Development of a Tele ENT Program for the European Regional Medical Command

Two hundred forty-five thousand patients seek care at Landstuhl Regional Medical Center. They battle lengthy commutes, costly procedures, and limited specialty care in order to consult their physicians. Healthcare providers who were trained in Tele ENT procedures unanimously accepted the technology as an alternative way to care for patients.


Landstuhl Regional Medical Center(LRMC) provides primary care services for more than 65 000beneficiaries as well as specialty care and hospitalization for 245000 U.S. Service Members and their families serving in Europe.  Thesepersonnel are located in Germany, Italy, and Belgium. Numerousprimary care clinics are located at distant sites from LRMC.  Thisproject was developed to expand specialty care reach in the areasserved by LRMC.  The goals of the project were:

  •  Expand specialty care reach todistant sites in the European Regional Medical Command, allowingpatients to seek care within the military medical community versusseeking contract care from local civilian providers
  • Decrease patient travel which iscostly and removes the military member from their duty station
  • Facilitate health care access todistant service members and their families.

This project concentrated on Tele ENTas the initial telemedicine product line. Tele ENT was chosen becausethis specialty requires significant endoscopic evaluation to work upa patient for possible surgical correction of problems.  If the ENTdiagnosis/work up could be done via telemedicine at the distant enduser site, it was speculated that significant cost savings andenhanced patient service would be accomplished.1,2.


Pilot Tele ENT medicine clinics wereestablished at the SHAPE clinic in Mons, Belgium and the Vilseck Armyclinic in Vilseck, Germany.  A virtual simulation-distance educationprogram was developed to teach end site users how to perform basicENT endoscopic diagnostic methods.3 Students completed apost-training questionnaire to measure their perceived value of thetraining.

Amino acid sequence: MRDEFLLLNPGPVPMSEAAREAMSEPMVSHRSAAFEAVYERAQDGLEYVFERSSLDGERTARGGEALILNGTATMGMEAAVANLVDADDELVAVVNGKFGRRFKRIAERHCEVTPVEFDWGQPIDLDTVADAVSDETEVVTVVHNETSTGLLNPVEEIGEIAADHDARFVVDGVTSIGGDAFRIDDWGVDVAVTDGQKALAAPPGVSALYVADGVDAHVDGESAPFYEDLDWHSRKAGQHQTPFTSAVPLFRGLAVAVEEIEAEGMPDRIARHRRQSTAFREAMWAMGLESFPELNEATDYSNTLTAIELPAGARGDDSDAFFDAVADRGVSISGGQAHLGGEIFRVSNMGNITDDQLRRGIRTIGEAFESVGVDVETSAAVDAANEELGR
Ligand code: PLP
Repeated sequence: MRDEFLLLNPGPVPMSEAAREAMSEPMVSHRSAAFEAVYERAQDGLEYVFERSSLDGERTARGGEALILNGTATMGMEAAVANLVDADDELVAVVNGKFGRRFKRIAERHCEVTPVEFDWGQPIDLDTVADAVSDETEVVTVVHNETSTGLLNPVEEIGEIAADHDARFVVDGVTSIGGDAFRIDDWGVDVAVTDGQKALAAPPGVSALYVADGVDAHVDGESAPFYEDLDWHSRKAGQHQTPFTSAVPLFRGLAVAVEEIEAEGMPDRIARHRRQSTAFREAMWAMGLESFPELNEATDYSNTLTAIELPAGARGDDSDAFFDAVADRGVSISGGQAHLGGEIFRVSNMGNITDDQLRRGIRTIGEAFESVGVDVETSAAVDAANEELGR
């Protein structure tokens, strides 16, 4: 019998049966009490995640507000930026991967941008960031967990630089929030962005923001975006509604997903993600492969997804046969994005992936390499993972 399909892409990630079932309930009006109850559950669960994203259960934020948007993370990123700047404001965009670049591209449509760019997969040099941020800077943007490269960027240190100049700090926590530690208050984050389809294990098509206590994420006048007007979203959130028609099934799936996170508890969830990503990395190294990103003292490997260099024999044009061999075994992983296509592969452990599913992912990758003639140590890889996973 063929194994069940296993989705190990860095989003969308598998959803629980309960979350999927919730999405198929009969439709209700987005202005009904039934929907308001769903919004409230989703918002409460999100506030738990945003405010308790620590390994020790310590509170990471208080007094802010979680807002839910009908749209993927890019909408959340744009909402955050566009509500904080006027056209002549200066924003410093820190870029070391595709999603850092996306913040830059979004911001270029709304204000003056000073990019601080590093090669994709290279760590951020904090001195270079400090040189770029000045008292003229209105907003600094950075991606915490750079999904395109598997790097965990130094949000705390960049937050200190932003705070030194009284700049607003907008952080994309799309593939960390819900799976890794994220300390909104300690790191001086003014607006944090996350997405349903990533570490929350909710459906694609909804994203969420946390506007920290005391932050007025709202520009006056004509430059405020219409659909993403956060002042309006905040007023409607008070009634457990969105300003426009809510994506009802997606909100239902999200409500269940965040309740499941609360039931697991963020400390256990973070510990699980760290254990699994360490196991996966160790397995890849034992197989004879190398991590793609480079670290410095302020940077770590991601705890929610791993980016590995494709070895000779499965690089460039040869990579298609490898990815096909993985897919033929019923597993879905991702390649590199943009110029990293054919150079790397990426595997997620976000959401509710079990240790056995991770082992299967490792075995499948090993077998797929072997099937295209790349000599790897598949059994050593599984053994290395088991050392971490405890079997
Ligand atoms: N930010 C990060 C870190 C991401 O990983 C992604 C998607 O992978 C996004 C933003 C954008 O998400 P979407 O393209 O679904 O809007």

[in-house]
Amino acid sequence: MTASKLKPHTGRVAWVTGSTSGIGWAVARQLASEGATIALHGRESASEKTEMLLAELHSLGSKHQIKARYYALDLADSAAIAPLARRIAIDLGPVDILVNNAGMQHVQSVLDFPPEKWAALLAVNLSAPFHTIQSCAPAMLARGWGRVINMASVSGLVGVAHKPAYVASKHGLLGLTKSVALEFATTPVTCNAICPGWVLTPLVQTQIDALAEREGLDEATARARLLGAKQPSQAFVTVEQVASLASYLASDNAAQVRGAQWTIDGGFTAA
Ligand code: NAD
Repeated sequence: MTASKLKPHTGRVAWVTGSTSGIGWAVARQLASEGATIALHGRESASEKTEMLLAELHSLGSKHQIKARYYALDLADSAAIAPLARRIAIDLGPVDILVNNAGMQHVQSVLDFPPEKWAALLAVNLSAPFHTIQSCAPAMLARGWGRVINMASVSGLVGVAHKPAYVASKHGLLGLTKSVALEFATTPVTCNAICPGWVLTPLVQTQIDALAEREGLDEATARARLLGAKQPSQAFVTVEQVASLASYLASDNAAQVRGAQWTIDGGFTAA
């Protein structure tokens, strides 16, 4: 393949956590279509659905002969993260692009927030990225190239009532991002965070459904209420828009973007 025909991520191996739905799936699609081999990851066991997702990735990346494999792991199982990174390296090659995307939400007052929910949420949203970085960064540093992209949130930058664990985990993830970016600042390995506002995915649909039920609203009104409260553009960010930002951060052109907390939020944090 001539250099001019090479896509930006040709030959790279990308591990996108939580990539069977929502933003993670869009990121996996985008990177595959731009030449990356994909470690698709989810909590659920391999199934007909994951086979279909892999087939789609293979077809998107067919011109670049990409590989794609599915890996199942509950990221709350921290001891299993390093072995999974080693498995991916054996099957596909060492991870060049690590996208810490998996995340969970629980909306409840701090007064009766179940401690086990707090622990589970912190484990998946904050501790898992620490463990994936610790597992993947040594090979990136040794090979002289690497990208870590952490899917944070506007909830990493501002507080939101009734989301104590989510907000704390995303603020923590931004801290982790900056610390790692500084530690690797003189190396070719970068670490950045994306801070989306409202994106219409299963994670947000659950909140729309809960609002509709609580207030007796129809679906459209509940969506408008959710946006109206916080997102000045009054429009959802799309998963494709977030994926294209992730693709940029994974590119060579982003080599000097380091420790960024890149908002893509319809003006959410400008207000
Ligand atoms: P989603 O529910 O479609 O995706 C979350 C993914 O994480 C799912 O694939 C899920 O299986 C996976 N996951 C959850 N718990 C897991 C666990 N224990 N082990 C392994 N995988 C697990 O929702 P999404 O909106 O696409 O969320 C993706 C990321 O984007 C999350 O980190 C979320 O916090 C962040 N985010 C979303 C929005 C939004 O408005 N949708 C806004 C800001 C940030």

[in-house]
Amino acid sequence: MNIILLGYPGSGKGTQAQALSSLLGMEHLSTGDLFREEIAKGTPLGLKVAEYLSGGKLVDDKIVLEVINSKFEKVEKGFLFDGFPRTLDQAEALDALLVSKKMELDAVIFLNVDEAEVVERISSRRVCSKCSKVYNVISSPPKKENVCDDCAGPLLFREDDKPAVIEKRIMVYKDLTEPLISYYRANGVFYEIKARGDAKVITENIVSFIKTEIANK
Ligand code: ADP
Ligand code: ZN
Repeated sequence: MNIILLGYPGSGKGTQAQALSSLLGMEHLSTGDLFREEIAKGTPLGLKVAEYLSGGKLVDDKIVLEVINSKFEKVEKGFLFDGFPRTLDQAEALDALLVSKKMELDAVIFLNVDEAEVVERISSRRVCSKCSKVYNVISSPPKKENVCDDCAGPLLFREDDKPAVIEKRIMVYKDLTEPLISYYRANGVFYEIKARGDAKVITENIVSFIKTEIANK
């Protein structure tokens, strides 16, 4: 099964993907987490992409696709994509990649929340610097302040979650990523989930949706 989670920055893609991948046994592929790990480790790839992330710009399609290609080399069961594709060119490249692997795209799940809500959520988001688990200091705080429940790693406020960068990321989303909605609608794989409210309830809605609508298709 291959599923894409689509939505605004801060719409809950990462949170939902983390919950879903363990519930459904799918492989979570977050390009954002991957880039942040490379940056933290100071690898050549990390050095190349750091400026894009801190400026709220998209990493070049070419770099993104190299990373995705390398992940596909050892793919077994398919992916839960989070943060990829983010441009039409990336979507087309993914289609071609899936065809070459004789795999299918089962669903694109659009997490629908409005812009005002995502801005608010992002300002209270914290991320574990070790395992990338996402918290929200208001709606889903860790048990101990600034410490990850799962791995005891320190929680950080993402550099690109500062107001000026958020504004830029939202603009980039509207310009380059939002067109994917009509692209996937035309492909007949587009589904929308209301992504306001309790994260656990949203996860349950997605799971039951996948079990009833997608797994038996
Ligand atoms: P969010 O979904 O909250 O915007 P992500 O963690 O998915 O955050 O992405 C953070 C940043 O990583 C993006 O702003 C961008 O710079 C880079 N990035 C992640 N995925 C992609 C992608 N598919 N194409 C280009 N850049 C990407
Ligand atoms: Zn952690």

Telecommunications ­Methods

A goal in telecommunications supportfor this project was to integrate the telemedicine work flow intoboth the specialist (at the hub site/LRMC) and the primary careprovider (at the end user distant clinics/Vilseck and SHAPE) intotheir daily work processes. This objective was accomplished byinstalling Polycom enterprise-class HD video software onto thecomputer workstations for the primary care providers and thespecialists.4 That action converts the providers computer into atelemedicine videoconferencing station. Use of the provider’sexisting computer for the telemedicine video conferencing preventedthe need for an expensive, dedicated CODEC telemedicine system andconserved limited space in the physician’s office.


Endoscopic capabilities wereestablished for the desktop Polycom system by attaching a Karl StorzC HUB to the computer as shown in Fig. 1.  The C HUB allows videolinkage from any Karl Storz imaging device to a computer forvisualization on the computer screen or transmission via theInternet.  The C HUB was used to link the CMOS videonasopharyngoscope (Fig. 2) and the CMOS otoscope (Fig. 3), allowing adistant consultant to telementor the technician during examinationand to perform a diagnosis.

Tele ENT Diagnostic Training

Participants were trained in otoscopyand nasopharyngoscopy.  During training, the participants at the enduser sites were telementored by an ENT consultant at the hub site inthe performance of otoscopy and in the examination of the tympanicmembrane as shown in Fig. 4 (students at end user site) and Fig. 5(hub site consultant telementoring students).




Fig. 6 shows students being trained innasopharyngology from the hub site.

Tele Otoscopy Training